From Home to Palace
by Anneli Rufus
The summer of their wedding, seven years ago, they went house shopping. All over Seattle, they trailed their real-estate agent through Victorians and Craftsmans, cottages and almost-mansions, brick and wood, stucco and stone. They had their pick.
Though his list of "musts" was short a garage, backyard and functional toilets she was hunting for a dream home: lovely, perfect, something from a fairy tale. And it had to have a dishwasher.
|As for turning it into a castle ...|
|Sit quietly in the still-empty house, look around and jot down ideas. Let your stream of consciousness flow.|
|Does your house have the soul of an Italian villa? An artist's retreat? Peruse picture books about the Middle Ages, Frida Kahlo, or whatever works for inspiration.|
|Save big bucks by buying "mismixes" at paint and hardware stores: cans of paint that customers pre-ordered but decided they didn't want. (These are also called "mistints" and "dump stock.")|
|For handmade curtains and cushions, prowl yardage shops for large interesting remnants. Some thrift stores sell remnants, too.|
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While they were turning down nearly perfect houses without dishwashers, the real-estate climate changed. Like Silicon Valley, Seattle suddenly became a Mecca for home-buyers with huge bankbooks. It was a dog pile, and in the blink of an eye all the fairy-tale houses had been sold.
She settled for a squat little cinderblock square. Its price nearly doubled during a bidding war, and when the dust cleared she saw hideous wallpaper, harrowed carpeting, a ceiling done in orange burlap, and warped woodpaneling in, of all places, the bathroom. And, having spent their last dollar on the house, they had none left for painters or designers.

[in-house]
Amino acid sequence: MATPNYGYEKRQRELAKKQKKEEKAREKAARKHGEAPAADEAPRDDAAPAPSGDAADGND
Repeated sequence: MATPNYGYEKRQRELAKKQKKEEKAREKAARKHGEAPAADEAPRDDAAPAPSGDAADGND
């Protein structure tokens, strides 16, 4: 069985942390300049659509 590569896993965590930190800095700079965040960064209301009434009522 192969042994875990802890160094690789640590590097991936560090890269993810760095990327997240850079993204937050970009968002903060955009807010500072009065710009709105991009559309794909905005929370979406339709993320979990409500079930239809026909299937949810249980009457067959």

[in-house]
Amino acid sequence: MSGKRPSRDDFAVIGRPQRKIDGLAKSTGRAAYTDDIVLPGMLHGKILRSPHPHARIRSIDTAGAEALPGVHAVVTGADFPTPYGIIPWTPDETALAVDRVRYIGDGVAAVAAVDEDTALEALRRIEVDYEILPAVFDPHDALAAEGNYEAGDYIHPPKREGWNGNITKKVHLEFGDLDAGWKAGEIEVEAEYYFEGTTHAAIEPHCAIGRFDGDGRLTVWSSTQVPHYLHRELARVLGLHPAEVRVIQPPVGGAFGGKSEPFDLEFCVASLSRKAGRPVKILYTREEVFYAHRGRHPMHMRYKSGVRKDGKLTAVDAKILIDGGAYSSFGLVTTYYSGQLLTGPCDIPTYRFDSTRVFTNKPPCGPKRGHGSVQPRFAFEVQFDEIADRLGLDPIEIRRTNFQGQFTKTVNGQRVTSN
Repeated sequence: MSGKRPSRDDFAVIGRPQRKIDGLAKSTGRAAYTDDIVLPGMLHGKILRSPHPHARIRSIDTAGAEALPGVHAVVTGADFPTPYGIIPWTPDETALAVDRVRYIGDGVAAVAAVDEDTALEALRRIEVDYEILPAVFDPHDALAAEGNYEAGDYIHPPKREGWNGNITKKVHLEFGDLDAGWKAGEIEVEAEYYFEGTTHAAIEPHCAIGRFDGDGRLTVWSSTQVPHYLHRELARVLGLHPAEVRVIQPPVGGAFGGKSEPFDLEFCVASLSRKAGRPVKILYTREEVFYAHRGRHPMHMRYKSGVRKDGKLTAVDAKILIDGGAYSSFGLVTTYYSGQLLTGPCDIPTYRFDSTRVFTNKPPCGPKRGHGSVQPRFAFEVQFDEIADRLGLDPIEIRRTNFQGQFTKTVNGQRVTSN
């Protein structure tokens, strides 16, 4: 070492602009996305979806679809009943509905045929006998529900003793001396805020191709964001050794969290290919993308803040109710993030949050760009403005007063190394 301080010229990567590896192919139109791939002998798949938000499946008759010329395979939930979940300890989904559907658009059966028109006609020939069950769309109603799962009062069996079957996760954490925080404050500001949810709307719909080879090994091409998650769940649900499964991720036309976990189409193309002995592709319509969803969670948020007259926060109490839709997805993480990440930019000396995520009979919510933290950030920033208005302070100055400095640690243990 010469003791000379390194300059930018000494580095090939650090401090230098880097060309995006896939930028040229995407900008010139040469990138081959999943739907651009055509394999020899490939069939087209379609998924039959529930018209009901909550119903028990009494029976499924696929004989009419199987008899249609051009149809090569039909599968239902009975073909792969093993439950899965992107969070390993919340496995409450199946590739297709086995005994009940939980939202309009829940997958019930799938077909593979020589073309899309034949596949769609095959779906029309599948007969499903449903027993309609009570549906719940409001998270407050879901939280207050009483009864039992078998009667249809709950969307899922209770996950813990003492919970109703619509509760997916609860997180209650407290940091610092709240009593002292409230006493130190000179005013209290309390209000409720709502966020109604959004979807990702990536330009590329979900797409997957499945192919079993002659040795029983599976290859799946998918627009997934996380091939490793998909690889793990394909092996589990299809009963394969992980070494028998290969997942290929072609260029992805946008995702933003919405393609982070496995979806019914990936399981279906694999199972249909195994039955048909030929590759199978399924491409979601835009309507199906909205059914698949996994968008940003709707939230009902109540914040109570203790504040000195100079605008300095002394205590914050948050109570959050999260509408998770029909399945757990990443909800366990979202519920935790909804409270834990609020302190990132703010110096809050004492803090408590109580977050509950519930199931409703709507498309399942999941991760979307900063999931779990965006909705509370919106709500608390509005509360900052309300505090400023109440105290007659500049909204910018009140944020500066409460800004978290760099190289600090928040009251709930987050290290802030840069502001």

So they headed for the library.
"The panic right now is about just getting a house," says Sally Kiskaddon, owner of Builders Booksource in Berkeley, Calif. "And that means people are buying houses with problems built into them. When you're mortgaged to the hilt, Kiskaddon says, you aren't going to be able to afford a contractor to prettify the kitchen.
Books abound on design, color theory, low-cost restoration, feng shui, faux finishes and how to make ravaged furniture look chic. Take a good look at your house. Try to see past all its needed repairs and former owners' lapses in judgement to discern its intrinsic qualities, its inherent style. Is it lean and plain, lending itself to a Southwestern or Swedish-modern minimalism? Or does it have the heavy textures and built-in trim of an earlier era? Where is the light best?
You don't need a degree in architecture to suss out a house's soul. Just sit very still in it for a while.
"The new situation you have created in your life is the house purchase," Kiskaddon says. Now it's up to you to work with it.
Be bold not with your exhausted checkbook, but with your ideas and then your arms. Who says you aren't as smart as the professionals? You already know what you don't like whether it's that stained wallpaper or that uterus-shaped ceiling lamp so any change you make will feel like a big improvement. Even if it doesn't come out looking House Beautiful-perfect, the satisfaction of having brought your own home closer to its ultimate potential is a thrill worth savoring (not to mention the added bonus of turning a money pit into a money maker). Bonding with our houses is crucial after all, our futures, for better or worse, lie within their walls.
You can always do more. Add a standing screen here, unscrew an awning there, stencil a few stripes sometimes you just need a little direction. And for that, let us help you get started toward your belle maison:
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The MISTAKE: the use of mass-marketed, brand-recognizable clutter to "dress up" a room. Go BIG, instead.
Make your home charming and personal with Objets Trouves.
Page:9 Simple Steps That Go a Long Way